Chicago Cubs: The Heroes of Wrigley Series presents Ron Santo

(Photo by Jonathan Daniel/Getty Images)
(Photo by Jonathan Daniel/Getty Images) /
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Chicago Cubs
(Photo by Jonathan Daniel/Getty Images) /

Chicago Cubs: ‘There is something about Chicago’

Once completing high school, he had all 16 major league teams interested and after him. The highest offers came from the New York Yankees and the Cincinnati Reds. The lowest offer, coming from the Chicago Cubs. When trying to decide where to sign, he confided in his father, tell him, “There is something about Chicago. I don’t know what it is, but there is something about Chicago.”

After choosing to sign with the Cubs, he fondly remembers walking out of the clubhouse and entering Wrigley Field for the first time. “It was like walking on air. There was a feeling of electricity that I’ve never had.”

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Throughout the 1960s, Santo became known as a smooth fielder with outstanding right-handed power. He proved to be extremely durable, playing in 390 consecutive games. From April 19, 1964, through May 31, 1966, he appeared in every game at third base, establishing a league record of 364 consecutive games played at the position. His 164 games played at third base in 1965, remains a Major League record to this day.

In 1965, at the age of 25, he became the youngest player in team history to be named the team captain. It was an honor that Santo took with the highest regard.

During his career, hit 342 home runs (fourth-most all-time for a third baseman at the time of his retirement), drove in 1,331 RBIs (fifth-most all-time for a third baseman at the time of his retirement), and was a nine-time National League All-Star. From 1961-70, he averaged 27 home runs and 101 runs batted in.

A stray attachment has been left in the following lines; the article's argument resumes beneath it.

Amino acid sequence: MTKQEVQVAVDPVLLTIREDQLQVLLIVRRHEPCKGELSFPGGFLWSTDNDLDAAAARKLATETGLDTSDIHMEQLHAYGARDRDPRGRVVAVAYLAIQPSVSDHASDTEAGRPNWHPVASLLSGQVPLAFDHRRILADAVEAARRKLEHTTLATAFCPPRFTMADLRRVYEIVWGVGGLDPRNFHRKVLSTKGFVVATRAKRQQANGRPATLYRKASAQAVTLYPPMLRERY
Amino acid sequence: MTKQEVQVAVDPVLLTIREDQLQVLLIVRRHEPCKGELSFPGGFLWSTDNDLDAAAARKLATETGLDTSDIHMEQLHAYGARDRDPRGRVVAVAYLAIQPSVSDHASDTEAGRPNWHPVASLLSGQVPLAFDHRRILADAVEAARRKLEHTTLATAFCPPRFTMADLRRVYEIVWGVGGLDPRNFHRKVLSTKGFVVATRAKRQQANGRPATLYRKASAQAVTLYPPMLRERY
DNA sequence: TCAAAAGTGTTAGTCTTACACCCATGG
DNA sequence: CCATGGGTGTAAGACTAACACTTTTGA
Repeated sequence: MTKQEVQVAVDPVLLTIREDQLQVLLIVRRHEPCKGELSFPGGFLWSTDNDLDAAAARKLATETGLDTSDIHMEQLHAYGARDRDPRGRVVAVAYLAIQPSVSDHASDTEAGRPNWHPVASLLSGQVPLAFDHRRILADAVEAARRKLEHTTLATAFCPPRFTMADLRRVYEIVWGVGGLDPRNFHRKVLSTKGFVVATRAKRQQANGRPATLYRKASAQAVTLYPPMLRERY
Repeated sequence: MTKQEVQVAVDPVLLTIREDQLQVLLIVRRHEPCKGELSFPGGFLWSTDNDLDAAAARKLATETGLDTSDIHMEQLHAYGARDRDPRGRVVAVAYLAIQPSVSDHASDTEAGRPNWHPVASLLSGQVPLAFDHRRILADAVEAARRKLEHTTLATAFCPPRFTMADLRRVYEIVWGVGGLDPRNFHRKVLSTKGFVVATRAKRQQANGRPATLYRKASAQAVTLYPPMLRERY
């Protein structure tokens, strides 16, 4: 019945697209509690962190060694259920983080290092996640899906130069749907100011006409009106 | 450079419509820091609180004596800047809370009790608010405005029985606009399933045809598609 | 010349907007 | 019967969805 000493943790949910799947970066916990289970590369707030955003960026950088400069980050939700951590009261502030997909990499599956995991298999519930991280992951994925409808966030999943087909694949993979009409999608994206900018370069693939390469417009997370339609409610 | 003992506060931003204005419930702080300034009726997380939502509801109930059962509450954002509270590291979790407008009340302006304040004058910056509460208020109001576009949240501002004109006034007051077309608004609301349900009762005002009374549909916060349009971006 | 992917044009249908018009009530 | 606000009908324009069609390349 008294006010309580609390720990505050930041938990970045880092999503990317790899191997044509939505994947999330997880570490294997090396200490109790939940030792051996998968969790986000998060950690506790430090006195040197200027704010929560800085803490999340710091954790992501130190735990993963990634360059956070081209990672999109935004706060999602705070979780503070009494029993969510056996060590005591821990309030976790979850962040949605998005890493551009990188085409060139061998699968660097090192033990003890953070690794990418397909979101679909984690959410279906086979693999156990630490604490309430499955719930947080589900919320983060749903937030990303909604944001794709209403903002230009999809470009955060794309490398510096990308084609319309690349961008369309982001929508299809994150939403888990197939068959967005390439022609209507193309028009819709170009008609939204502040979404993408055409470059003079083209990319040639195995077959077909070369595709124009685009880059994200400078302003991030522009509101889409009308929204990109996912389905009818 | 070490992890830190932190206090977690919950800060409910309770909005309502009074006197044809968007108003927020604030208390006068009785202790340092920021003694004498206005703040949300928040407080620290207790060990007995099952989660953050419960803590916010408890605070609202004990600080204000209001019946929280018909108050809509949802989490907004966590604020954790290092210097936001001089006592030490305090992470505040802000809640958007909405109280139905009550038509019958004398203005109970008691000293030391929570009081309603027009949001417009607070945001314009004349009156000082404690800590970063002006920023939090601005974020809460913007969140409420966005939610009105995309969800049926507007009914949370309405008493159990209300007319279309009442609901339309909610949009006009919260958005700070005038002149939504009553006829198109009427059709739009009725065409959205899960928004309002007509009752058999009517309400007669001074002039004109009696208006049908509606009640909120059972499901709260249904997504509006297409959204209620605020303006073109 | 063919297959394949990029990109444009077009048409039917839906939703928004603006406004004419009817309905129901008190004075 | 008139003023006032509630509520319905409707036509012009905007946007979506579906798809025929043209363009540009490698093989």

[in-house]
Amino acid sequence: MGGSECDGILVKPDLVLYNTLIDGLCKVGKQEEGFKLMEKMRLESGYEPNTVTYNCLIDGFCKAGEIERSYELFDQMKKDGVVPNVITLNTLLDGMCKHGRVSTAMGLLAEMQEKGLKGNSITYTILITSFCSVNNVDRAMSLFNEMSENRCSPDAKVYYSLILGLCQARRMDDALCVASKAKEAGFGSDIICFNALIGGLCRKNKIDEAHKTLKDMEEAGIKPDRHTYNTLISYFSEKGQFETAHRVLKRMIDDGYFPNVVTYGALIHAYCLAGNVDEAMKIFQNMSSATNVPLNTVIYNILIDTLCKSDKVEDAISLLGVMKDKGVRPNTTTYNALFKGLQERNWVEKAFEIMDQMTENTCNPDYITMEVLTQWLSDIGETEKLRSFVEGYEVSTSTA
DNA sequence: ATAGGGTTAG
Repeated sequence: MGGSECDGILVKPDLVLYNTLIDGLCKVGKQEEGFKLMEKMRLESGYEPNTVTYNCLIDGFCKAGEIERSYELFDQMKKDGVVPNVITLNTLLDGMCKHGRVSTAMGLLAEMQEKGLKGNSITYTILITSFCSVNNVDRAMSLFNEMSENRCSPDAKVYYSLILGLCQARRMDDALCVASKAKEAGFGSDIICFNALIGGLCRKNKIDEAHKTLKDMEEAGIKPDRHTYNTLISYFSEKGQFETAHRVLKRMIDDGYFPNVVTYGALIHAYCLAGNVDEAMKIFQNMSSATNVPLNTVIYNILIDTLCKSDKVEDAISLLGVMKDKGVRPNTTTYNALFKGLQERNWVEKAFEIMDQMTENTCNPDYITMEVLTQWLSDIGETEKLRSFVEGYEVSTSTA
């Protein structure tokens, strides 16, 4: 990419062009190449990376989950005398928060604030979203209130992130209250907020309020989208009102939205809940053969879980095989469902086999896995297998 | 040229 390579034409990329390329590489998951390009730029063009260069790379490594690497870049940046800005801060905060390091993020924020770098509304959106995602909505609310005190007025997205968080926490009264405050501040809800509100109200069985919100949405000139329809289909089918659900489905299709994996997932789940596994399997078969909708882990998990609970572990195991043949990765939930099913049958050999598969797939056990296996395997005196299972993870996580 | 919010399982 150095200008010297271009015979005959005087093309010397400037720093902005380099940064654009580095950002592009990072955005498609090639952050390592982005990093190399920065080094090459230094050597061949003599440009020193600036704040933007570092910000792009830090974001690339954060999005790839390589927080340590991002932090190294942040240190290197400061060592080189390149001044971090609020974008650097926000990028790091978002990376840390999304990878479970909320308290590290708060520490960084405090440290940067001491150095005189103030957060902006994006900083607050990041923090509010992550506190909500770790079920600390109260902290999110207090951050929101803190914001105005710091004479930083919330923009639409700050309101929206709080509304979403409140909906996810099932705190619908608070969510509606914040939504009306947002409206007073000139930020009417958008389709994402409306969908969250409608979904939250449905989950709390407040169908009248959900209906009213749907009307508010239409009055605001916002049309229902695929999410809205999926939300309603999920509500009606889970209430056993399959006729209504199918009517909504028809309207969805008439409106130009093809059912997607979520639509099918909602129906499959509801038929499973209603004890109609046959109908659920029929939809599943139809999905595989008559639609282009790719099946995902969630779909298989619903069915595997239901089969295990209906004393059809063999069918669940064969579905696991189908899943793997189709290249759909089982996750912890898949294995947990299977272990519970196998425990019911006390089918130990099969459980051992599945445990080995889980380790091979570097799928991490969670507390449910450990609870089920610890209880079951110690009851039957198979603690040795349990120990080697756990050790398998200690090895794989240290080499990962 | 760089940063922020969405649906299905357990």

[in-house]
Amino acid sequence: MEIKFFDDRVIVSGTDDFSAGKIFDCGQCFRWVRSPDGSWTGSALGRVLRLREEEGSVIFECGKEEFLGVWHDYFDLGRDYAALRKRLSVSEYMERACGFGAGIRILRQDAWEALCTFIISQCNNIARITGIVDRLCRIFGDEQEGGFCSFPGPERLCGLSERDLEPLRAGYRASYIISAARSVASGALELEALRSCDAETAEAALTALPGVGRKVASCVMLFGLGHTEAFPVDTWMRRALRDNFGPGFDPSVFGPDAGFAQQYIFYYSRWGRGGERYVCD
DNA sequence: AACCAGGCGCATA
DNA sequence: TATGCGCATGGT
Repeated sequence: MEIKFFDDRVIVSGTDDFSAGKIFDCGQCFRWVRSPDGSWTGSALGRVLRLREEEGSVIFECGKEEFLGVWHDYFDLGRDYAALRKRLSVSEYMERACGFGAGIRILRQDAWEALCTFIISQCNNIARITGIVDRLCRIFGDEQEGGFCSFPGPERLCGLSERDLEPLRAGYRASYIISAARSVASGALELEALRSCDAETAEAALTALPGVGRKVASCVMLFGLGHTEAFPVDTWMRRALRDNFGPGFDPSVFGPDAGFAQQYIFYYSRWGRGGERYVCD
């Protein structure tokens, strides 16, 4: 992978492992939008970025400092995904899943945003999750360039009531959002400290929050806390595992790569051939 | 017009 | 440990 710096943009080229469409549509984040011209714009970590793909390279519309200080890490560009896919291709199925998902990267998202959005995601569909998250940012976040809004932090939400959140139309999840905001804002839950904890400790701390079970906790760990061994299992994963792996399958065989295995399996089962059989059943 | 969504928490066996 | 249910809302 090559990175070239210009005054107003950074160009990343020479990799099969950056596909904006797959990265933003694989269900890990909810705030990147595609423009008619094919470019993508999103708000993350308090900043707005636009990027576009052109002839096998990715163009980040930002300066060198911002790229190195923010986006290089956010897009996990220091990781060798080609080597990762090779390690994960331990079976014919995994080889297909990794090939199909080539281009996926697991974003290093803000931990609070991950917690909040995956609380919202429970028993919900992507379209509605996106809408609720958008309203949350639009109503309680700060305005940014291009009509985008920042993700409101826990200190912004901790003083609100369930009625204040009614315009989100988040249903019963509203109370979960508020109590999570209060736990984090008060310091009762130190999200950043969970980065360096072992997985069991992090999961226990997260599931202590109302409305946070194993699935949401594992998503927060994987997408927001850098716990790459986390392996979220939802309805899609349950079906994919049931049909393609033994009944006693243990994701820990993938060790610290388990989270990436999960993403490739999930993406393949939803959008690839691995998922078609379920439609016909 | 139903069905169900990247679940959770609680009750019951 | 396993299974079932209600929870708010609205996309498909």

He was stellar in the field as well. He led the league in chances for a third baseman for nine straight seasons, establishing a Major League record, led the league in assists, seven straight seasons, a National League record and led the league in double plays six different seasons. His defense didn’t go unnoticed as he was awarded the Gold Glove five times, every season from 1964-68. Ron Santo played 2,102 games at third base, the most ever by a Chicago Cub.

While Ticker to Evers to Chance is the most famous infield in Cubs history, Santo was a part of the tremendous Cubs infield that was compiled of Santo at third, Don Kessinger at short, Glenn Beckert at second and Hall of Famer Ernie Banks at first. The foursome made the All-Star team in 1969.